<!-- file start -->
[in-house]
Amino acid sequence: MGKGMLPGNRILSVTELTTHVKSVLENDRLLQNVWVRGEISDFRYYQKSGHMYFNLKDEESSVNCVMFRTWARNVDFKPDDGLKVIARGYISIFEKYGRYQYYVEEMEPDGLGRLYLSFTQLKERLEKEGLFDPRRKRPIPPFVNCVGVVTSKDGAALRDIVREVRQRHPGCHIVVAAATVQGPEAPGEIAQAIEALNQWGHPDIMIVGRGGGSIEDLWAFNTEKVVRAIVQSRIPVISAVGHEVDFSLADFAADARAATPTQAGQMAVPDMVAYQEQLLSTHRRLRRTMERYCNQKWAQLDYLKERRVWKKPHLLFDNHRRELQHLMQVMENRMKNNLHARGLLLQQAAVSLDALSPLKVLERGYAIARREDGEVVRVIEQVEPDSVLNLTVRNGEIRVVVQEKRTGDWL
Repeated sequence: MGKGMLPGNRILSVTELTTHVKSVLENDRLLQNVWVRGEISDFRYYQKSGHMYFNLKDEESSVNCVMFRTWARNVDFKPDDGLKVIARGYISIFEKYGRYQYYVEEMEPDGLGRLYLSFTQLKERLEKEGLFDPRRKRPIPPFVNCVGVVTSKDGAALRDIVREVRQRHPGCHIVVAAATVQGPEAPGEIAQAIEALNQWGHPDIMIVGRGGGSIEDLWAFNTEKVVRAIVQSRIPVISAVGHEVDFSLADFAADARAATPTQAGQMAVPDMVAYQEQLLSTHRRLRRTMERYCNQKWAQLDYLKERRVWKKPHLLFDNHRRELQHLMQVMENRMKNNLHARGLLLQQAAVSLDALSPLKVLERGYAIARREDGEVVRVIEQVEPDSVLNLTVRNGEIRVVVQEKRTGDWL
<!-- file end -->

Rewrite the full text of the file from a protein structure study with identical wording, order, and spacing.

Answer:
[in-house]
Amino acid sequence: MGKGMLPGNRILSVTELTTHVKSVLENDRLLQNVWVRGEISDFRYYQKSGHMYFNLKDEESSVNCVMFRTWARNVDFKPDDGLKVIARGYISIFEKYGRYQYYVEEMEPDGLGRLYLSFTQLKERLEKEGLFDPRRKRPIPPFVNCVGVVTSKDGAALRDIVREVRQRHPGCHIVVAAATVQGPEAPGEIAQAIEALNQWGHPDIMIVGRGGGSIEDLWAFNTEKVVRAIVQSRIPVISAVGHEVDFSLADFAADARAATPTQAGQMAVPDMVAYQEQLLSTHRRLRRTMERYCNQKWAQLDYLKERRVWKKPHLLFDNHRRELQHLMQVMENRMKNNLHARGLLLQQAAVSLDALSPLKVLERGYAIARREDGEVVRVIEQVEPDSVLNLTVRNGEIRVVVQEKRTGDWL
Repeated sequence: MGKGMLPGNRILSVTELTTHVKSVLENDRLLQNVWVRGEISDFRYYQKSGHMYFNLKDEESSVNCVMFRTWARNVDFKPDDGLKVIARGYISIFEKYGRYQYYVEEMEPDGLGRLYLSFTQLKERLEKEGLFDPRRKRPIPPFVNCVGVVTSKDGAALRDIVREVRQRHPGCHIVVAAATVQGPEAPGEIAQAIEALNQWGHPDIMIVGRGGGSIEDLWAFNTEKVVRAIVQSRIPVISAVGHEVDFSLADFAADARAATPTQAGQMAVPDMVAYQEQLLSTHRRLRRTMERYCNQKWAQLDYLKERRVWKKPHLLFDNHRRELQHLMQVMENRMKNNLHARGLLLQQAAVSLDALSPLKVLERGYAIARREDGEVVRVIEQVEPDSVLNLTVRNGEIRVVVQEKRTGDWL